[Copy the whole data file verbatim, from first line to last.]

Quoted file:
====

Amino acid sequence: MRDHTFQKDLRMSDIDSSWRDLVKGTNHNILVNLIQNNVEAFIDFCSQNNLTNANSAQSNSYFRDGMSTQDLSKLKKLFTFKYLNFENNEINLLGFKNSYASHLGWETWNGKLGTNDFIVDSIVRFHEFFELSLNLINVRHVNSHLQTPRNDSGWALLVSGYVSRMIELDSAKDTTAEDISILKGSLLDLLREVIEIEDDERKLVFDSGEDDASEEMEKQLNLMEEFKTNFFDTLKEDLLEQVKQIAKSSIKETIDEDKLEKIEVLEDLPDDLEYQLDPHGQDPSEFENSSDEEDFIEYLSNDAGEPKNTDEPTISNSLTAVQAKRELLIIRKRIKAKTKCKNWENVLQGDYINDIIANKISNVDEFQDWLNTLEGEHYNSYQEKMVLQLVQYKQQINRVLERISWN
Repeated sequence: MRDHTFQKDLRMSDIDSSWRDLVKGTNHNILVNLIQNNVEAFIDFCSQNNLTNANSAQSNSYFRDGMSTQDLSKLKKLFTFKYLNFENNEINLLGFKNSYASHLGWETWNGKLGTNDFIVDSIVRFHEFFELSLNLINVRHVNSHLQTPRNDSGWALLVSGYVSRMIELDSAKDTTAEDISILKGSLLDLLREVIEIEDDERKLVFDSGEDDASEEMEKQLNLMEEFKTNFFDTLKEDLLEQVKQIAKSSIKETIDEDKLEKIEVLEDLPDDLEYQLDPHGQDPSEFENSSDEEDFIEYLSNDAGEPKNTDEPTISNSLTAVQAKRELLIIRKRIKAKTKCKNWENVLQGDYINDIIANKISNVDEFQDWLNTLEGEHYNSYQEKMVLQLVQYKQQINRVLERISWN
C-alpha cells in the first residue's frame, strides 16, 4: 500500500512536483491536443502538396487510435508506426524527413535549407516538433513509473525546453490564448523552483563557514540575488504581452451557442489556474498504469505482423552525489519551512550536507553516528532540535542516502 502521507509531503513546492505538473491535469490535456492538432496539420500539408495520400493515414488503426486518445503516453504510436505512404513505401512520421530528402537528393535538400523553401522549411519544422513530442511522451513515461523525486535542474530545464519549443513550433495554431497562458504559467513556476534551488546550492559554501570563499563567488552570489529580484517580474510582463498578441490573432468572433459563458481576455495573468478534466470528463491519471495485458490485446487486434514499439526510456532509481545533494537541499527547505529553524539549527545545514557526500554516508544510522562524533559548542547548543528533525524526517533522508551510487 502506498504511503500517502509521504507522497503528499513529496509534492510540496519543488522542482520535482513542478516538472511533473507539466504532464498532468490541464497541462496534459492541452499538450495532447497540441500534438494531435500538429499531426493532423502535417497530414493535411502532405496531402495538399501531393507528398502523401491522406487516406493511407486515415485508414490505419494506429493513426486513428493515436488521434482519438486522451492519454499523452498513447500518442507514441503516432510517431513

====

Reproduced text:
Amino acid sequence: MRDHTFQKDLRMSDIDSSWRDLVKGTNHNILVNLIQNNVEAFIDFCSQNNLTNANSAQSNSYFRDGMSTQDLSKLKKLFTFKYLNFENNEINLLGFKNSYASHLGWETWNGKLGTNDFIVDSIVRFHEFFELSLNLINVRHVNSHLQTPRNDSGWALLVSGYVSRMIELDSAKDTTAEDISILKGSLLDLLREVIEIEDDERKLVFDSGEDDASEEMEKQLNLMEEFKTNFFDTLKEDLLEQVKQIAKSSIKETIDEDKLEKIEVLEDLPDDLEYQLDPHGQDPSEFENSSDEEDFIEYLSNDAGEPKNTDEPTISNSLTAVQAKRELLIIRKRIKAKTKCKNWENVLQGDYINDIIANKISNVDEFQDWLNTLEGEHYNSYQEKMVLQLVQYKQQINRVLERISWN
Repeated sequence: MRDHTFQKDLRMSDIDSSWRDLVKGTNHNILVNLIQNNVEAFIDFCSQNNLTNANSAQSNSYFRDGMSTQDLSKLKKLFTFKYLNFENNEINLLGFKNSYASHLGWETWNGKLGTNDFIVDSIVRFHEFFELSLNLINVRHVNSHLQTPRNDSGWALLVSGYVSRMIELDSAKDTTAEDISILKGSLLDLLREVIEIEDDERKLVFDSGEDDASEEMEKQLNLMEEFKTNFFDTLKEDLLEQVKQIAKSSIKETIDEDKLEKIEVLEDLPDDLEYQLDPHGQDPSEFENSSDEEDFIEYLSNDAGEPKNTDEPTISNSLTAVQAKRELLIIRKRIKAKTKCKNWENVLQGDYINDIIANKISNVDEFQDWLNTLEGEHYNSYQEKMVLQLVQYKQQINRVLERISWN
C-alpha cells in the first residue's frame, strides 16, 4: 500500500512536483491536443502538396487510435508506426524527413535549407516538433513509473525546453490564448523552483563557514540575488504581452451557442489556474498504469505482423552525489519551512550536507553516528532540535542516502 502521507509531503513546492505538473491535469490535456492538432496539420500539408495520400493515414488503426486518445503516453504510436505512404513505401512520421530528402537528393535538400523553401522549411519544422513530442511522451513515461523525486535542474530545464519549443513550433495554431497562458504559467513556476534551488546550492559554501570563499563567488552570489529580484517580474510582463498578441490573432468572433459563458481576455495573468478534466470528463491519471495485458490485446487486434514499439526510456532509481545533494537541499527547505529553524539549527545545514557526500554516508544510522562524533559548542547548543528533525524526517533522508551510487 502506498504511503500517502509521504507522497503528499513529496509534492510540496519543488522542482520535482513542478516538472511533473507539466504532464498532468490541464497541462496534459492541452499538450495532447497540441500534438494531435500538429499531426493532423502535417497530414493535411502532405496531402495538399501531393507528398502523401491522406487516406493511407486515415485508414490505419494506429493513426486513428493515436488521434482519438486522451492519454499523452498513447500518442507514441503516432510517431513